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Where Has Zika Gone?

Although Zika virus (ZIKV) was isolated in 1947 in Uganda, the first major outbreak of ZIKV did not occur until 2007. This outbreak occurred outside of Africa, and it was reported that 73% of the residents of the Yap Islands were infected with ZIKV. In 2013 the virus spread throughout Cambodia, Thailand and French Polynesia and it was here that unique congenital neurological symptoms were first observed. By 2014, infections were reported in Northeastern Brazil and through Central, South and North America with the number of cases peaking in 2016.

From 2014 to 2015, previously "symptomless" individuals infected with the virus began to show specific symptoms including rash, fever, and conjunctivitis. These symptoms were later correlated to a positive ZIKV infection. Additionally, babies from infected mothers were being born with smaller than normal heads (microcephaly). Although the infants never tested positive for ZIKV, their mothers reported rashes that were consistent with ZIKV infection. The virus was eventually detected in the amniotic fluid of pregnant woman confirming that the virus could be transmitted from mother to fetus and was linked to newborn microcephaly.

Due to the fast-spreading nature of the virus in the southern states of the United States, a travel advisory was released by the Centers of Disease Control (CDC) warning pregnant women and women planning on becoming pregnant to avoid areas were virus infection was prominent, including Miami-Dade county in Florida. It was still unknown, however, why this virus spread so rapidly to the Americas. One plausible reason provided by Dr. Michael Diamond from the Washington University School of Medicine is that the virus found a niche where the population was completely immunologically naive. This allowed the virus to infect and rapidly spread in individuals whose immune systems had never seen the virus before. During this process the virus also became more virulent, which explains why symptoms began to manifest during cases in 2014 and 2015.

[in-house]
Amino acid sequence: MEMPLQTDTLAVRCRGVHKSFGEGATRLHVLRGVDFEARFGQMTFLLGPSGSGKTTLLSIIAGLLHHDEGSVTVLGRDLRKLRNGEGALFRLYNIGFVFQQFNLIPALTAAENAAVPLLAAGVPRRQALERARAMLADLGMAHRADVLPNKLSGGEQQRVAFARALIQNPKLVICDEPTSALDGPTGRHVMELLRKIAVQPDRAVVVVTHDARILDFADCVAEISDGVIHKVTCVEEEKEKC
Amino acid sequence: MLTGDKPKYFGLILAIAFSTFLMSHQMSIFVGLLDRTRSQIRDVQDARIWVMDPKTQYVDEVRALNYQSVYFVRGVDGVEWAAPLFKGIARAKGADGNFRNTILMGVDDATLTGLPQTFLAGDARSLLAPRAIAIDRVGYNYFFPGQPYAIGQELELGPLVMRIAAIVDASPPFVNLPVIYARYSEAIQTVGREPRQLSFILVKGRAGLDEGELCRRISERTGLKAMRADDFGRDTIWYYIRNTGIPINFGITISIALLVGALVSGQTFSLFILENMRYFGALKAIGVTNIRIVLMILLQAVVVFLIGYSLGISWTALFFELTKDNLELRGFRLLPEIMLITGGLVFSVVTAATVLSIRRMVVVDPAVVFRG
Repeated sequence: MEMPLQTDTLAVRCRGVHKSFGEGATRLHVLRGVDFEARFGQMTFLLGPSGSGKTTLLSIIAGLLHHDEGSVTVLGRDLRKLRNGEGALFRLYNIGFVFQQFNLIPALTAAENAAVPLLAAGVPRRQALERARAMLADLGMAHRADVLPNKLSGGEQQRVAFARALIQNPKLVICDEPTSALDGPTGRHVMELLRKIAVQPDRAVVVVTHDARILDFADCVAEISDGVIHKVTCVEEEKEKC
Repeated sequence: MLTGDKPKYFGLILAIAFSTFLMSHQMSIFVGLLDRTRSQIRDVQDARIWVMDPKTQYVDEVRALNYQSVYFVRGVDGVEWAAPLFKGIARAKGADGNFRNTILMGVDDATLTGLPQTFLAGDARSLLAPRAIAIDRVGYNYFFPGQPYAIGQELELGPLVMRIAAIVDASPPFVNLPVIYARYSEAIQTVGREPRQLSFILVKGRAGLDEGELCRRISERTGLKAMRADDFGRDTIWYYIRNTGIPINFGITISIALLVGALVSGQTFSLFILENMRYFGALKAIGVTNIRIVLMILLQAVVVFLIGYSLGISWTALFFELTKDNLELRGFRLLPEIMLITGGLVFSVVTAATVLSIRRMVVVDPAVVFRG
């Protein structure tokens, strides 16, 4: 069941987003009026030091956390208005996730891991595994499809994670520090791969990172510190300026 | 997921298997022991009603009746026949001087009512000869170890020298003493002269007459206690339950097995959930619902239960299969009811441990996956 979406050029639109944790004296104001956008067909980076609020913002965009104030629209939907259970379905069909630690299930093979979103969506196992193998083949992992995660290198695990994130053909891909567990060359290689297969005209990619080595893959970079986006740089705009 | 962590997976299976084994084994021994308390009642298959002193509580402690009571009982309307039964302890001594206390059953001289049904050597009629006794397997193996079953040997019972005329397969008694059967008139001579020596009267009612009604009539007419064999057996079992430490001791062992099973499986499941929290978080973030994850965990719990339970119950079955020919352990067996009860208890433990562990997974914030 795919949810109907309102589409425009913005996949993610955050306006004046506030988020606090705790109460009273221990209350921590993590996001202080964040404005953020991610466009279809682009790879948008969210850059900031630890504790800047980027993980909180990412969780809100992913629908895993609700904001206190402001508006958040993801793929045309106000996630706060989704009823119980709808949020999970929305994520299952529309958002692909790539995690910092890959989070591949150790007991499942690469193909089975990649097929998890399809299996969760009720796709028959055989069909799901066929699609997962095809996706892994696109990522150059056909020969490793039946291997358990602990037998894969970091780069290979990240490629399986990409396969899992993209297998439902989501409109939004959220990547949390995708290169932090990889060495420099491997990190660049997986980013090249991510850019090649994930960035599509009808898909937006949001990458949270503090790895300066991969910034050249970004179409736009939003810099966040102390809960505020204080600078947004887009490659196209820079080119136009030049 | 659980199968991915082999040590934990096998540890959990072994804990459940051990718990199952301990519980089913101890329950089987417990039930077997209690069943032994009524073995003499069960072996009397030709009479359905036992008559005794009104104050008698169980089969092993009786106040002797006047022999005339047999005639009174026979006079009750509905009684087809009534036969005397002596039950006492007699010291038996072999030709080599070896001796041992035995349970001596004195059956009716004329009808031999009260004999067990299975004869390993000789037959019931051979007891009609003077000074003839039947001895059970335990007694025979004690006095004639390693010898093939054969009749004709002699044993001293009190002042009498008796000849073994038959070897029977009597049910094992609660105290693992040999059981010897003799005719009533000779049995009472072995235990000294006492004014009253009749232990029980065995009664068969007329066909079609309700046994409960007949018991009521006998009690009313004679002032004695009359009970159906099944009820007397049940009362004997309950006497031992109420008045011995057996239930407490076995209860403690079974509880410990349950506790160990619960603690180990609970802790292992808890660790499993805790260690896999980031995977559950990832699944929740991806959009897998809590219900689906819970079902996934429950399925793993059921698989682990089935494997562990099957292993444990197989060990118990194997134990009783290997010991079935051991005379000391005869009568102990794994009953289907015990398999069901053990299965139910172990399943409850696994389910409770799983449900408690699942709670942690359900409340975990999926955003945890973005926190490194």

So where did the virus go? In 2018 only 34 cases of ZIKV were reported by the CDC in the U.S. compared to 5,168 that were reported in 2016. Dr. Diamond suggests that herd immunity may be protecting the population against new infection, i.e. after the peak in infections, enough people have become immunologically protected against the virus. Once a critical threshold of immunity in the population is reached and dependent on the reproductive rate of the virus, a partially immunized population is protected from outbreaks, similar to the protective effects of childhood vaccinations. This makes it very difficult for the disease to spread. However, Dr. Scott Weaver at the University of Texas would advise to not discount future infections yet. The virus is constantly mutating and limiting the impact of herd immunity. Questions regarding the long-term effects of those individuals infected and babies born to infected mothers still exist. ZIKV can affect infected adults well after the infection and symptoms subside and has been linked to Guillain Barre syndrome, a rare autoimmune nervous system disorder.

While the immediate ZIKV outbreak is over, additional research to better understand ZIKV replication and the development of novel, broadly acting compounds and vaccines to prevent future outbreaks is critical. ZIKA and other flaviviruses, still have no preventative or therapeutic product available, and additionally work is required to prevent future outbreaks of mosquito borne infections. With our robust suite of customizable in vitro and ex vivo assays, we are well positioned to support and provide services for academic, non-profit and commercial organizations looking to develop their novel technologies against a variety of viral targets. These services include both the development of direct acting, and host targeted antivirals, as well as services to support neutralizing and therapeutic antibodies, biologics and vaccine development operations. Contact us to learn more about our antiviral discovery, development and commercialization services, and to schedule an introductory teleconference with our technical team.

Source: Microbial Sciences, September 10, 2018 10:49, Monica Buczek